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Proceedings Paper

Rare-earth-ions-doped graded-index single-mode polymer waveguide amplifier
Author(s): Ray T. Chen; Maggie M. Li; Suning Tang; David J. Gerold
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Paper Abstract

Recently, intense research on single-mode rare-earth doped fiber lasers and amplifiers[fl has led to the development of a range of active devices. The possibility of ion-doping of standard integrated-optic waveguides has recently allowed the demonstration of Nd- and Er-doped single-mode channel waveguide lasers in single crystal Ti:LiNbO3 waveguides[12] and various glass waveguides[35]. However, there are a number of intrinsic limitations associated with these material systems. First, glass waveguides have no electrooptic(EO) effect therefore, an active device cannot be made using these substrates. Second, LiNbO3 waveguides have significant walk-off between the refractive indices of microwave and optical waves. Consequently, the modulation speed of the EO modulator, which serves as the input signal generator for the waveguide amplifier, is limited to 4O GHz[6]. Third, the waveguide fabrication methods for LiNbO3 and glass substrates are not universal. They are not transferable to other substrates. For instance, Si and GaAs are the most frequently used substrates for optoelectronics. LiNbO3 and glass waveguide lasers cannot be implemented on these substrates as amplifiers without violating the monolithic integration preference. Photo lime gel-based polymer waveguide is an excellent guiding medium due to its wide transmission bandwidth(300nm to 2700nm). The GRIN characteristic of this material[7] allows the formation of high quality(loss <0.1 dB/cm) single-mode passive and active devices on an array of substrate[81. In this paper, we report a graded index(GRIN) polymer waveguide amplifier working at 1 .O6im wavelength using Nd-doped photolime gel as the active medium. Fluorescent spectrums at 1 .32im (Nd3doped) and at 1.56 im (Er3-doped) were also observed and the results are shown in Figs.l and 2, respectively. The polymer introduced is soluble in water. As a result, the chemical compounds containing rare earth ions(REIs) can be mixed with the host polymer as long as they are hydrophilic. But the doping concentrations should be below the level of microscopic clustering[5] which quenches the active ions. There are other quenchers which shorten the lifetime of metastable states of active ions. The most serious quenchers are the admixed 0-H groups whose concentration must be less than 3-5x10'8/cm3 [4] for glass waveguide amplifier. The existence of 0-H groups generates a number of intermediate states between the transition states. Such states, primarily from water molecules, significantly reduce the lifetime of metastable states. The general rule of thumb is that the lifetime of the excited state will be temperature dependent if the gap is less than ten times the effective phonon frequency and completely quenched if less than four times[5I. Experiment results will be presented at the conference.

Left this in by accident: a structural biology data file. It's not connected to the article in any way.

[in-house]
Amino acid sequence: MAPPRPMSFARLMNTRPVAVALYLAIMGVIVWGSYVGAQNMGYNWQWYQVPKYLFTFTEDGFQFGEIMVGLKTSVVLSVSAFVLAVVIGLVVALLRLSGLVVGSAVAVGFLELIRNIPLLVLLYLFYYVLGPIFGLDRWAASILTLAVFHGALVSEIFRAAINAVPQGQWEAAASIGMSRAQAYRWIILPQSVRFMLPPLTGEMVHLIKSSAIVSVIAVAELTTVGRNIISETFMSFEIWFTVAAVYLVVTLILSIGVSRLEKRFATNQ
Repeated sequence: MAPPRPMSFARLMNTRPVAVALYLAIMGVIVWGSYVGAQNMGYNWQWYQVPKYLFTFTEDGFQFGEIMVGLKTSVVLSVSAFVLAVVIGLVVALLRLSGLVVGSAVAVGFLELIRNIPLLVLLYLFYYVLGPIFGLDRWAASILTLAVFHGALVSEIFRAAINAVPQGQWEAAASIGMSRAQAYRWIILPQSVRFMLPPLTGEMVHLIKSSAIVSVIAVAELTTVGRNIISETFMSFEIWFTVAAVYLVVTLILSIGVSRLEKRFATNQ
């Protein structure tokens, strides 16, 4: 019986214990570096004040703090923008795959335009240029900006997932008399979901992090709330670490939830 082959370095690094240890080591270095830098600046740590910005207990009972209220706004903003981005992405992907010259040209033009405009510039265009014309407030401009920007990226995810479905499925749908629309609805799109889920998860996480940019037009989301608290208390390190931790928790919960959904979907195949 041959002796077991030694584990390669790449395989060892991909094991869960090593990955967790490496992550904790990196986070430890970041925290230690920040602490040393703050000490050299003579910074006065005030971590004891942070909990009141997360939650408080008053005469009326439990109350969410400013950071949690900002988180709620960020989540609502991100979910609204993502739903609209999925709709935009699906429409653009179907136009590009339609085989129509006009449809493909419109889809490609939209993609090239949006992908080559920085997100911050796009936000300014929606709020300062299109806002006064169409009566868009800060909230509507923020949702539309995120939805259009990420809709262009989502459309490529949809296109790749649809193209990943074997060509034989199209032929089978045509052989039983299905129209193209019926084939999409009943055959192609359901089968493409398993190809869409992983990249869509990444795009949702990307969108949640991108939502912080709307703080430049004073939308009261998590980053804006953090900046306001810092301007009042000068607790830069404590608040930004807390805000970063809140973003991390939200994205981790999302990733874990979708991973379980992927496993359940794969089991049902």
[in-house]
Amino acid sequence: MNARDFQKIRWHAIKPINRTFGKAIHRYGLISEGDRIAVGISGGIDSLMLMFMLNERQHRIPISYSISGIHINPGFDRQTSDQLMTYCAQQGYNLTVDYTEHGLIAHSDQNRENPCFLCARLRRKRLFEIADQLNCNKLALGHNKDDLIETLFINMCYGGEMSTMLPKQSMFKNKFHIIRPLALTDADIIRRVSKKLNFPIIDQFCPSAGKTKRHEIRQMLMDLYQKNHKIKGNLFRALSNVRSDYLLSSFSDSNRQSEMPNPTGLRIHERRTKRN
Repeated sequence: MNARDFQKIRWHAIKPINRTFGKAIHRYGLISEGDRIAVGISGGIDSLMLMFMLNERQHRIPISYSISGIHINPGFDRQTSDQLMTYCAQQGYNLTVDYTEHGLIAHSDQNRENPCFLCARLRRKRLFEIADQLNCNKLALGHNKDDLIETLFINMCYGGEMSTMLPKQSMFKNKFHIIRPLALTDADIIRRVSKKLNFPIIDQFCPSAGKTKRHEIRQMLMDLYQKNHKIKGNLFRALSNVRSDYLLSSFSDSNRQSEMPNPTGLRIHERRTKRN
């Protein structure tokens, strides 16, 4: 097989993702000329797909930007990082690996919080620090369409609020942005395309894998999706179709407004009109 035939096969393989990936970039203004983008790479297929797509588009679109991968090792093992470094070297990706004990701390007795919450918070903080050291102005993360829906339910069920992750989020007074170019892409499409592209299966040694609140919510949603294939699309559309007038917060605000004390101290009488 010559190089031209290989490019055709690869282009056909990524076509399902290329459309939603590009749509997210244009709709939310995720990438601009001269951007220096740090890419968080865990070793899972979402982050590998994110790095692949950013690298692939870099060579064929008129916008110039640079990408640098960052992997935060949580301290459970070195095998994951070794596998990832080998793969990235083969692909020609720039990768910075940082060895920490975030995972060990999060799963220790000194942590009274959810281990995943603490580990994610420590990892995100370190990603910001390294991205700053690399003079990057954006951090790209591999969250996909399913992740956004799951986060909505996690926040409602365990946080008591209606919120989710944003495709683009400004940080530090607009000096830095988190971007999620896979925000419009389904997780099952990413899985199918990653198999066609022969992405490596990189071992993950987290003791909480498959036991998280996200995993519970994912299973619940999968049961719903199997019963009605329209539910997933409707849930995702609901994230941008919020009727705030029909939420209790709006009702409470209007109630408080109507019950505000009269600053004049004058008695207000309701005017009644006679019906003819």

Paper Details

Date Published: 2 May 1994
PDF: 2 pages
Proc. SPIE 2149, Technologies for Optical Fiber Communications, (2 May 1994); doi: 10.1117/12.175247
Show Author Affiliations
Ray T. Chen, Univ. of Texas/Austin (United States)
Maggie M. Li, Univ. of Texas/Austin (United States)
Suning Tang, Univ. of Texas/Austin (United States)
David J. Gerold, Univ. of Texas/Austin (United States)


Published in SPIE Proceedings Vol. 2149:
Technologies for Optical Fiber Communications
Gail J. Brown; Susan R. Sloan; Kenneth D. Pedrotti; Didier J. Decoster; Didier J. Decoster; Joanne S. LaCourse; Yoon-Soo Park; Kenneth D. Pedrotti; Susan R. Sloan, Editor(s)

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